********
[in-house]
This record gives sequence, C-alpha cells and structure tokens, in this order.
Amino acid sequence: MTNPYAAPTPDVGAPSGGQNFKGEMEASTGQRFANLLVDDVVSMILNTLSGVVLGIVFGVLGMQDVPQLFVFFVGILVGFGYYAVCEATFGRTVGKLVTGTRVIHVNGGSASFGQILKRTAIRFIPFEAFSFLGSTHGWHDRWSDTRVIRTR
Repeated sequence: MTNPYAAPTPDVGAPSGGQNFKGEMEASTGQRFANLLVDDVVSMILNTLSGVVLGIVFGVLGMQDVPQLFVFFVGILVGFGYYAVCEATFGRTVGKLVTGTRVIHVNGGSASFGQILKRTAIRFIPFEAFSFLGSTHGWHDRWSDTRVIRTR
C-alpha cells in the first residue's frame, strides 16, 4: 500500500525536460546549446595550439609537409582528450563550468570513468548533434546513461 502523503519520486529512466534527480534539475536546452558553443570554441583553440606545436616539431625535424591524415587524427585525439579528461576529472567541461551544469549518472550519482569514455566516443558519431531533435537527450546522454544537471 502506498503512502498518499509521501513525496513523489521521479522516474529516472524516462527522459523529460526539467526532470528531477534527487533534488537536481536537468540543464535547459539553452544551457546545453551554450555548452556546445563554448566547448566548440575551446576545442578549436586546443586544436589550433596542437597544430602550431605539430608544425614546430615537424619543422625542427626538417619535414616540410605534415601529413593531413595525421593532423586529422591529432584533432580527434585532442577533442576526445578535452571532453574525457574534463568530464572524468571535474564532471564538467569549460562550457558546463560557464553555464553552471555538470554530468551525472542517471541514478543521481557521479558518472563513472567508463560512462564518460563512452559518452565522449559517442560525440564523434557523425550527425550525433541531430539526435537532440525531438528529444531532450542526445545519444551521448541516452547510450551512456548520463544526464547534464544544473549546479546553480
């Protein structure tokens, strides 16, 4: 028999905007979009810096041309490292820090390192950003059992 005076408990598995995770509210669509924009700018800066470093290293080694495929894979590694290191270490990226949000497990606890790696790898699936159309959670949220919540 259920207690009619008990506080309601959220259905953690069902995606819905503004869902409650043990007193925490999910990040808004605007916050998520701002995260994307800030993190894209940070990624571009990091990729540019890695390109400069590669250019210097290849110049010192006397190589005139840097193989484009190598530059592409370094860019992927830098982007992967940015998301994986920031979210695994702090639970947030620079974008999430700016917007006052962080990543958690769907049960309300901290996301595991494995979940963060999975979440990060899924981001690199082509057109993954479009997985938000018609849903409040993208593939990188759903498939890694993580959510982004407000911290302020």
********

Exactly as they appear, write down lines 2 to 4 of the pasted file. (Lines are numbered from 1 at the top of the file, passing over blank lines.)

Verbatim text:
This record gives sequence, C-alpha cells and structure tokens, in this order.
Amino acid sequence: MTNPYAAPTPDVGAPSGGQNFKGEMEASTGQRFANLLVDDVVSMILNTLSGVVLGIVFGVLGMQDVPQLFVFFVGILVGFGYYAVCEATFGRTVGKLVTGTRVIHVNGGSASFGQILKRTAIRFIPFEAFSFLGSTHGWHDRWSDTRVIRTR
Repeated sequence: MTNPYAAPTPDVGAPSGGQNFKGEMEASTGQRFANLLVDDVVSMILNTLSGVVLGIVFGVLGMQDVPQLFVFFVGILVGFGYYAVCEATFGRTVGKLVTGTRVIHVNGGSASFGQILKRTAIRFIPFEAFSFLGSTHGWHDRWSDTRVIRTR